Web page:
* Rains provide U.S. corn, soy crops some relief
* Longer term forecast turns drier, raising worry about soy
* Soybeans also lifted by renewed demand from China
* Wheat mixed on U.S. winter crop harvest, spring wheat
(Rewrites throughout with U.S. market activity, adds quote,
updates prices, changes byline, changes dateline from LONDON)
CHICAGO, June 21 (Reuters) - U.S. soybean futures advanced
on Monday on renewed buying by China and as concerns lingered
about dry conditions in western portions of Midwest farm belt
despite scattered storms over the weekend.
Corn futures were mostly lower as rain in the central corn
belt boosted crop prospects, while wheat was mixed amid winter
crop harvest pressure and worries about the drought-hit spring
"We got a lot of rain over the weekend in some areas. While
that's certainly beneficial, the longer term forecasts - the
6-10 day, the 10-14 day - have gotten a bit drier, especially in
the western half of the corn belt," said Ted Seifried, chief ag
strategist with the Zaner Group.
"The rain was probably more beneficial for the corn. The
beans are going to need more rain later on," he said.
Grain traders are closely watching Midwest weather forecasts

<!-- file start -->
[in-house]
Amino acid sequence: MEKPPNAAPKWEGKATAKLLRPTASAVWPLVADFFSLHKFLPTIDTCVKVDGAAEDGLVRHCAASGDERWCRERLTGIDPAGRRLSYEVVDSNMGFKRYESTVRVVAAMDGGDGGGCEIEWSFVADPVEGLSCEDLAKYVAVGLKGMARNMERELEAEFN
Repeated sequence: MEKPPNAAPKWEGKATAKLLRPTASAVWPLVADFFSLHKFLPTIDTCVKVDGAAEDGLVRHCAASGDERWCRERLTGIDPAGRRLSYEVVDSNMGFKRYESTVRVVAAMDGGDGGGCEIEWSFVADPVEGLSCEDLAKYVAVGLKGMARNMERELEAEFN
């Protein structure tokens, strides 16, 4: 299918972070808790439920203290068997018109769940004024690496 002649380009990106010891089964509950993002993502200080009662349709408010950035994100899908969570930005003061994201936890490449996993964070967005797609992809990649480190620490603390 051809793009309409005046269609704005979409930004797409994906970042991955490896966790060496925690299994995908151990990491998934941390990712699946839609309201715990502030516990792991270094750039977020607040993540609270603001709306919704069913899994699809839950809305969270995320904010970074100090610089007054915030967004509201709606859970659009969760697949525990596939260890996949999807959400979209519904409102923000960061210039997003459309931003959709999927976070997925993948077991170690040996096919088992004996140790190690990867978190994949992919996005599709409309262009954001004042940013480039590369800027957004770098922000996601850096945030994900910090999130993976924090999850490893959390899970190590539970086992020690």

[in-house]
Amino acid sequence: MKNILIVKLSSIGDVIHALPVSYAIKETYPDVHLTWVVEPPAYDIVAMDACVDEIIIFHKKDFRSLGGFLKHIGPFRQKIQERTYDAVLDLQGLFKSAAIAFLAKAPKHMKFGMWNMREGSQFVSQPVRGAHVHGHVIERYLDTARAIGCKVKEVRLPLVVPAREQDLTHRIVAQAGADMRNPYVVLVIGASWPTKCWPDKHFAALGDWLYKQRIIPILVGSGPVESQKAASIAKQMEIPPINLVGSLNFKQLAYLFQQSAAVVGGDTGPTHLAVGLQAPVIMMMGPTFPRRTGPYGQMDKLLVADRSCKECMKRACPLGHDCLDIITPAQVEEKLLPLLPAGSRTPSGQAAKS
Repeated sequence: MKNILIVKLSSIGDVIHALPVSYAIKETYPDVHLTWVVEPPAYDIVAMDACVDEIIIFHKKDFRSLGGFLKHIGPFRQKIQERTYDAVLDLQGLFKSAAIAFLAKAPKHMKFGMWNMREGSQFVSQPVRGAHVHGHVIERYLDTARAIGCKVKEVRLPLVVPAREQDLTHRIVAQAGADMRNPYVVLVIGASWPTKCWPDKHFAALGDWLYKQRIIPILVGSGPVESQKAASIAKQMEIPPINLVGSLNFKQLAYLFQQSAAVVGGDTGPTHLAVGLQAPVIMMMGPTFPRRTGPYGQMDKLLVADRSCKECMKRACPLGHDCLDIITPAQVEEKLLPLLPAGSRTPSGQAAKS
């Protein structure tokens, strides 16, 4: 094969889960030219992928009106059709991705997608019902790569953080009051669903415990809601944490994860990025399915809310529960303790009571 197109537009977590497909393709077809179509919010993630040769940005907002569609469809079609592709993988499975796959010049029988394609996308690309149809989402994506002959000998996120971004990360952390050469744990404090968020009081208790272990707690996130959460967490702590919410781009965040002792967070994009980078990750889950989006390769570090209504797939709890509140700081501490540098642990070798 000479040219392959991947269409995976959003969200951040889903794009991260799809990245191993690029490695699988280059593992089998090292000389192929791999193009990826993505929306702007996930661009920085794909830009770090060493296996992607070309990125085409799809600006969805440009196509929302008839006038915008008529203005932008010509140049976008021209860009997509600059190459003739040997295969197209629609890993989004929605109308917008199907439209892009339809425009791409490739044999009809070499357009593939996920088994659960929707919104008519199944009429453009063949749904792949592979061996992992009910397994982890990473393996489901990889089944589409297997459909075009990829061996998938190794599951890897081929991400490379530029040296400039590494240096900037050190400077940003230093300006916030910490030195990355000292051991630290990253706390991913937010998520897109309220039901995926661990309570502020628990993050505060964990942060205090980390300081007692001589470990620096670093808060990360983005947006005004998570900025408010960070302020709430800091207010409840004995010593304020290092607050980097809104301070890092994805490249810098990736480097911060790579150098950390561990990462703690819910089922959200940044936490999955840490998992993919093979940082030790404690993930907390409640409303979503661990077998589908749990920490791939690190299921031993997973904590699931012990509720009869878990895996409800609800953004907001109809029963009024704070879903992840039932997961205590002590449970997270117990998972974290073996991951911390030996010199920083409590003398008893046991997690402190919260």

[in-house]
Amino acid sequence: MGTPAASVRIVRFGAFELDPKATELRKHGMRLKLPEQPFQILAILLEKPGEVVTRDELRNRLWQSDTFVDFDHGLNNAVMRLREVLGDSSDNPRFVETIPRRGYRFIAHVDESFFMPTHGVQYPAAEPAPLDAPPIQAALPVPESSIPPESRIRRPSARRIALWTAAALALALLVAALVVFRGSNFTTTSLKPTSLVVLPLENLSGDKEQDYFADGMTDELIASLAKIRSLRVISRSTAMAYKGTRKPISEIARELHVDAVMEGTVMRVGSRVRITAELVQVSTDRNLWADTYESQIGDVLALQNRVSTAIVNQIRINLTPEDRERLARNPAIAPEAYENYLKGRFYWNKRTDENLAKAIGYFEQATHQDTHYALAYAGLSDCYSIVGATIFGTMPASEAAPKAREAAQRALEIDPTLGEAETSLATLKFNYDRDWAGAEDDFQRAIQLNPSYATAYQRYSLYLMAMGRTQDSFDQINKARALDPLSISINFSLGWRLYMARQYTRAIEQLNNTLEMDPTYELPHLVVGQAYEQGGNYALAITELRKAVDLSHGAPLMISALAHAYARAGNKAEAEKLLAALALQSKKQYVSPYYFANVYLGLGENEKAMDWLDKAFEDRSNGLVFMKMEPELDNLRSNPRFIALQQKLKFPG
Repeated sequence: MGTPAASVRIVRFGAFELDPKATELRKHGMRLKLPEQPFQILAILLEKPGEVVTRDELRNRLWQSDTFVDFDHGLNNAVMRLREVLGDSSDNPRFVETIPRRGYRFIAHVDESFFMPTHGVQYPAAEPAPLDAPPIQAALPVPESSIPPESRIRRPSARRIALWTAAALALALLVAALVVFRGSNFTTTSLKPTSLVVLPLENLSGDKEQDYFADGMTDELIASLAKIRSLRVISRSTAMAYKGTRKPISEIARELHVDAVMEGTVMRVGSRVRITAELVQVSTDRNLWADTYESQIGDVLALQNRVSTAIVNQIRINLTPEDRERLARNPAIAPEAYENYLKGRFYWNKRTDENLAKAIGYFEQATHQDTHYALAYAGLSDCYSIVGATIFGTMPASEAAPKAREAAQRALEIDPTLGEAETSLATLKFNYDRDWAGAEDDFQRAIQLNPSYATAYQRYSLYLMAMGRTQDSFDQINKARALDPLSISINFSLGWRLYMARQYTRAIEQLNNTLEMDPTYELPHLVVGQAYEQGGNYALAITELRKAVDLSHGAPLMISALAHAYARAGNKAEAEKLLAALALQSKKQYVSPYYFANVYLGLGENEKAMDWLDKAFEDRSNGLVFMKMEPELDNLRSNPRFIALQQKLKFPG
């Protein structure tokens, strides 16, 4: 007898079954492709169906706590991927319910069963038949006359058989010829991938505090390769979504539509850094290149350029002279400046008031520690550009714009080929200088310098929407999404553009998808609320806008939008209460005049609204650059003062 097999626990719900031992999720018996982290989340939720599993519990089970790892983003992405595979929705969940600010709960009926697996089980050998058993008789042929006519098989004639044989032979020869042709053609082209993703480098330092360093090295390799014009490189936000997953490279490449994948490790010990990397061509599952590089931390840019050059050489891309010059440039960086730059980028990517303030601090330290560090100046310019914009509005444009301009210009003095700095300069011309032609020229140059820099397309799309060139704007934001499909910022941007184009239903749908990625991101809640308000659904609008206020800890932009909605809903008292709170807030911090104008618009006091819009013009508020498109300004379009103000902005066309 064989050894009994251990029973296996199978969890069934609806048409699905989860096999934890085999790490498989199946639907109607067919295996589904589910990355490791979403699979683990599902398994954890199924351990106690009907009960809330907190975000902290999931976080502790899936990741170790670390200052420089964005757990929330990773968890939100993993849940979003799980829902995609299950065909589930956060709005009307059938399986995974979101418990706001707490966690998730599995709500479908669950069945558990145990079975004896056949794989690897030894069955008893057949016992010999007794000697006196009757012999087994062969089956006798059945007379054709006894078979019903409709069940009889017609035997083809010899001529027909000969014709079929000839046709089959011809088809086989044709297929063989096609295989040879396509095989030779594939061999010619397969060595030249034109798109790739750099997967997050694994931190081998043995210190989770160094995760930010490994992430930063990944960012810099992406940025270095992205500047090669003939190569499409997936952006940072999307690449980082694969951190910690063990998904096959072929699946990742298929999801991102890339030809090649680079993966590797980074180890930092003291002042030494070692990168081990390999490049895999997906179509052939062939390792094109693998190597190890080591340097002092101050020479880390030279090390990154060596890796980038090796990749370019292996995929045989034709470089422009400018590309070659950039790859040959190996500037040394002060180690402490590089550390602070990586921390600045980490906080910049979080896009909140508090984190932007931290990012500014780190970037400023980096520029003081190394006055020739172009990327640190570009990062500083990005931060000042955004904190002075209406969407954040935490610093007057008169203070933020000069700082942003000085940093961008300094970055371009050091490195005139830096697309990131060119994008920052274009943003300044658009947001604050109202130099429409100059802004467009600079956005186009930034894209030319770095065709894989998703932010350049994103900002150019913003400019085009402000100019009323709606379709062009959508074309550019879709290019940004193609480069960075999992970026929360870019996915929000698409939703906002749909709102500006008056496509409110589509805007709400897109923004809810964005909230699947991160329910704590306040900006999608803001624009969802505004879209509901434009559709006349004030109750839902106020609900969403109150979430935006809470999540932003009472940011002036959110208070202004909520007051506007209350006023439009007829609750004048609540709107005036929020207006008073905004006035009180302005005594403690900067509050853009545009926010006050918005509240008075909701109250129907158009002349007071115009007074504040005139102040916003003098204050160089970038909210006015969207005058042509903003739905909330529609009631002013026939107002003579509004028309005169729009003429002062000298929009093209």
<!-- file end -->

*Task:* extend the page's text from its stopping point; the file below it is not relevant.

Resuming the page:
as drought has been creeping into western and northern
production areas, including in major producer Iowa.
The U.S. Department of Agriculture (USDA) is due to update
its weekly crop condition ratings later on Monday, with
analysts, on average, expecting the share of corn and soybeans
rated good to excellent to drop by 2 percentage points due to
stressful Midwest weather last week.
Soybean futures also drew support from USDA confirmation on
Monday of renewed buying by China, first reported by Reuters on
Friday, the country's largest scale purchases in 4-1/2 months.
Chicago Board of Trade July soybeans were up 17 cents
at $14.13 a bushel by 12:24 p.m. CDT (1724 GMT), while new-crop
November soybeans were up 1 cent at $13.14 a bushel.
July corn gained 2-3/4 cents to $6.58 a bushel, while
new-crop December fell 8-1/2 cents to $5.57-3/4 a bushel.
CBOT July soft red winter wheat was up 3-1/4 cents at $6.66
(Additional reporting by Nigel Hunt in London and Colin Packham
in Canberra, Editing by Sherry Jacob-Phillips and Steve